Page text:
Derby winner

The first Saturday in May is always officially the first day of spring. It arrives and departs with the precise rhythm of the rising and setting sun. Yet it is not the day itself but what unfolds that is significant: The running of the roses, the Kentucky Derby, a day steeped in the tradition of the ages, 141 years of pageantry, sartorial splendor and homage to the three-year-old.

Saturday was no different as Canterbury Park opened its front gates and all three levels of the grandstand to largely Derby enthusiasts who might not be seen again at a tote machine until the 142nd running of this race and yet who displayed their passion by wearing the hats, dresses, suits and even outrageous attire typically associated with the Derby.

Outrageous? One fellow was wearing what for all intents and purposes looked to be boxer shorts. No, not of the variety worn late Saturday by Floyd Mayweather and Many Pacquiao. Boxer shorts, the kind made by Fruit of the Loom.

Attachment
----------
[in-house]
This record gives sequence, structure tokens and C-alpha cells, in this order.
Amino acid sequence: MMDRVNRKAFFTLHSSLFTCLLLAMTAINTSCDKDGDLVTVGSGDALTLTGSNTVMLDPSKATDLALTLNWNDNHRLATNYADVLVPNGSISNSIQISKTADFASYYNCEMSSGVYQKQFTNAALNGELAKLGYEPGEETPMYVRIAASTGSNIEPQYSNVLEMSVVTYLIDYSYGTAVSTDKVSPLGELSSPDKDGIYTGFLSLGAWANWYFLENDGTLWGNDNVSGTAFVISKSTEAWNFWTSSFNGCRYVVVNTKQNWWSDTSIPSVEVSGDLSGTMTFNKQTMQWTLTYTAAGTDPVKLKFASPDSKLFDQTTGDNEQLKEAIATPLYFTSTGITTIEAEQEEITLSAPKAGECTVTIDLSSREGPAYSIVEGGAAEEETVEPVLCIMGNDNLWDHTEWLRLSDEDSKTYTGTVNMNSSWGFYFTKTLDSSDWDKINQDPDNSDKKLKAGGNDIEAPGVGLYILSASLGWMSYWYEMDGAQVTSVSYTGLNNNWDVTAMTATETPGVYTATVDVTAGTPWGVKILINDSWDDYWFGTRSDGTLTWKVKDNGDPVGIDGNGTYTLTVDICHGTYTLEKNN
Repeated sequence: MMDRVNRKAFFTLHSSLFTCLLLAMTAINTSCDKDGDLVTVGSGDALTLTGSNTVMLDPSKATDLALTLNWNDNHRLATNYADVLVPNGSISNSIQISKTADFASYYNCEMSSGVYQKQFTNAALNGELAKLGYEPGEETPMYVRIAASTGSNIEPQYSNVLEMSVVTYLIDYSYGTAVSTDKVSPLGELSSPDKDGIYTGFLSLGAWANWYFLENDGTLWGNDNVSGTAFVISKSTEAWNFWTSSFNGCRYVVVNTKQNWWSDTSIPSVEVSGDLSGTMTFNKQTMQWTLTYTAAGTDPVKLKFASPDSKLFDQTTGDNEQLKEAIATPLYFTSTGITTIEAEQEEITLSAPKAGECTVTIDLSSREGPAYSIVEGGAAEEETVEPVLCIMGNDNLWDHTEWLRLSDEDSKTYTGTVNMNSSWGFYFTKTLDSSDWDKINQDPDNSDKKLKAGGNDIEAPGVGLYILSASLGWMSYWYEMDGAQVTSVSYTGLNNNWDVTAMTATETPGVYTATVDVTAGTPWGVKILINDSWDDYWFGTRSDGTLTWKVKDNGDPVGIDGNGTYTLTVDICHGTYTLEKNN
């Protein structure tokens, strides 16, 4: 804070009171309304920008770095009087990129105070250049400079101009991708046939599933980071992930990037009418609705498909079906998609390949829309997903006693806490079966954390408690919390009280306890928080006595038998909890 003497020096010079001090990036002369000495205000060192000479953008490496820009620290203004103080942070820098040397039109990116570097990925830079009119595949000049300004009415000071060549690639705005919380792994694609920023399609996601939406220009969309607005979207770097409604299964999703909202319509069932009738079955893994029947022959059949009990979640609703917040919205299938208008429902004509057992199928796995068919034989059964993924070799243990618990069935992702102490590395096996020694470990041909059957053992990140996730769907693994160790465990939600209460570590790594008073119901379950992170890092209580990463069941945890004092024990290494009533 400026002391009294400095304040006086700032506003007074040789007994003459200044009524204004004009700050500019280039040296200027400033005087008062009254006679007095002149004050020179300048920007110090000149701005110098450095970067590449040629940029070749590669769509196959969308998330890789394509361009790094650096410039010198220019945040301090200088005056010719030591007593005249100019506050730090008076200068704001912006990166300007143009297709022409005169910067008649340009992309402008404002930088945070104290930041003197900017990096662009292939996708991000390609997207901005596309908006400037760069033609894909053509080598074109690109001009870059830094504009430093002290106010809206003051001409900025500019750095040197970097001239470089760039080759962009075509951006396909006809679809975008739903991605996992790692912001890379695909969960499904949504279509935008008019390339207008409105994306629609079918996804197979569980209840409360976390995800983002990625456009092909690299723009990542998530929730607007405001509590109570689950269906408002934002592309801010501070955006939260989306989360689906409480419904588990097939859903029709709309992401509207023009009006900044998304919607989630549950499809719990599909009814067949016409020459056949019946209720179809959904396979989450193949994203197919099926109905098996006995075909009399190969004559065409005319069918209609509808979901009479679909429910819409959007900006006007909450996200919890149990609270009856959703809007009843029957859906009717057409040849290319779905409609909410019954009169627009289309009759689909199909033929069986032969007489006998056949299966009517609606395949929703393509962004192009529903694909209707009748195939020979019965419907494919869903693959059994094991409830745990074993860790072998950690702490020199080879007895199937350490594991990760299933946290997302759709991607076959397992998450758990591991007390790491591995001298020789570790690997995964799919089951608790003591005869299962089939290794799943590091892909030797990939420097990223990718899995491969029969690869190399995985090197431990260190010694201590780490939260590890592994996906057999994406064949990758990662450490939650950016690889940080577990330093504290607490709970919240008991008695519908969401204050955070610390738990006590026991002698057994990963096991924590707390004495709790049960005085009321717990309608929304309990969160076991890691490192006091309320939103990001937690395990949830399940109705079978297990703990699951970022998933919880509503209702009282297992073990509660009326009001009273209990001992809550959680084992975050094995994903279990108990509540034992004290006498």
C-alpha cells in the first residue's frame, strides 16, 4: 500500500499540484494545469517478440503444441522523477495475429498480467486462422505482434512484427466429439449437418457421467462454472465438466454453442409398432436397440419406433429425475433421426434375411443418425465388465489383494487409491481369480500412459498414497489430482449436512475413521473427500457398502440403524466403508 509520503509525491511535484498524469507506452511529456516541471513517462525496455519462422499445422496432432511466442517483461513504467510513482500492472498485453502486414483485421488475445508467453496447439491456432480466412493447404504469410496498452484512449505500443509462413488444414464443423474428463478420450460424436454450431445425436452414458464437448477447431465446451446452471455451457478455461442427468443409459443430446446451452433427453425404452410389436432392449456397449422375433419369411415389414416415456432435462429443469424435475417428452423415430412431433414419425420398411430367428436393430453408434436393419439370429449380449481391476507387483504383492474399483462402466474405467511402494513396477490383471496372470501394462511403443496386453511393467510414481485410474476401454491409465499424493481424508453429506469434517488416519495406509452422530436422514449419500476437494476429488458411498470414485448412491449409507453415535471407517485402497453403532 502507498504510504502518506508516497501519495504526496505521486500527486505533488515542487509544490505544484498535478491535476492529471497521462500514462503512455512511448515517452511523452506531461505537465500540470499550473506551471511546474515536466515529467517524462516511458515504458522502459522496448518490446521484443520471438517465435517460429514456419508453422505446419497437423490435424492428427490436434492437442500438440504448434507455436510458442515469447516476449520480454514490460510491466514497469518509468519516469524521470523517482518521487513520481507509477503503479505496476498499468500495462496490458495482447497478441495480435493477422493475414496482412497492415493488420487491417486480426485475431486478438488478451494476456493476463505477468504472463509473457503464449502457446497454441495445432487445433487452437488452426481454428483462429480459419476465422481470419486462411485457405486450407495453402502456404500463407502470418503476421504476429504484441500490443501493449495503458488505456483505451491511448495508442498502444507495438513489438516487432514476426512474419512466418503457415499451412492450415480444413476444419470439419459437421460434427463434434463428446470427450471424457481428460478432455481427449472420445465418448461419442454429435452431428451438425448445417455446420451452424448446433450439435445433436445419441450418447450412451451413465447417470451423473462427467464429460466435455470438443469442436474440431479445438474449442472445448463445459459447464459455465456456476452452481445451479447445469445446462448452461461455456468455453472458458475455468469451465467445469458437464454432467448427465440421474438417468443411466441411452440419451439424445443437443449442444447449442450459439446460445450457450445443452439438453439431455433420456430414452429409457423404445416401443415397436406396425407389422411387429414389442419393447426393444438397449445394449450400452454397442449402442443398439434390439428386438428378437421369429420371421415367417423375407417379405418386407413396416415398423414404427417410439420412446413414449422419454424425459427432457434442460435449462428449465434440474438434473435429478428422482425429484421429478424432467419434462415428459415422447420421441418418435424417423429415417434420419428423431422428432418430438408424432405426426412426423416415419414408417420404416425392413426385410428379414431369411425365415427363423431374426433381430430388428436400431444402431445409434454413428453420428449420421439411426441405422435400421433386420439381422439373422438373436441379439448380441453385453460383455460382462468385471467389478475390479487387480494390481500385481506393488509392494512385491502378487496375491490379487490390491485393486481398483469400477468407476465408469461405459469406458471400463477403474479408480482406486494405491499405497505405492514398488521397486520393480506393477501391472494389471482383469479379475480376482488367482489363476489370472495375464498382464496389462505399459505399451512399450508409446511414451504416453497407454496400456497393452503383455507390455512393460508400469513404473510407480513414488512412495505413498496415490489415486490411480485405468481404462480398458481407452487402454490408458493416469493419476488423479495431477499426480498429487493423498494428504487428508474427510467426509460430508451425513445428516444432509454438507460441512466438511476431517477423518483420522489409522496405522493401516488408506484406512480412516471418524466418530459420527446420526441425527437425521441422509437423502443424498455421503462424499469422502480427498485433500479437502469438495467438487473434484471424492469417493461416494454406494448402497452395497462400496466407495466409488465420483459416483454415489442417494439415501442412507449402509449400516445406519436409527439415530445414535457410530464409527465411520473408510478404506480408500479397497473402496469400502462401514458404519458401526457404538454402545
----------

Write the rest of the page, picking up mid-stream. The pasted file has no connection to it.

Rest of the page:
Topped off with a sport coat.

Yet, as much as the trappings of traditional racing fashion are part of Derby Day, the reason for the pomp and circumstance is truly what makes this occasion a gemstone of horse racing:

The first meeting of the nation’s best three-year-olds at a mile and a quarter with 126 pounds on their backs.

This running created a lot of speculation with its 18-horse field, reduced by three scratches.

Lots of questions preceded the race. Favored American Pharoah, for example.  No, absolutely no Isis connections, but a winning connection to be sure.

Or Far Right. What are the chances he was owned by a Democrat?

Carpe Diem.  Could he possibly seize the day?

American Pharoah just might be a horse for the ages, based on his strong Derby win, holding off longshot Firing Line with second choice Dortmund in third.

A sizeable crowd, probably around 10,000, transported in part by 16 party buses, packed areas of the Canterbury grandstand, as determined to spend their money on food and drinks as at the parimutel windows.

Some of them will be back in two weeks for the Preakness Stakes, maybe even for the opening of live racing the night before. And, if American Pharoah wins the race in Baltimore, certainly three weeks later for the Belmont Stakes.

The racing season is under way. Spring has indeed sprung!



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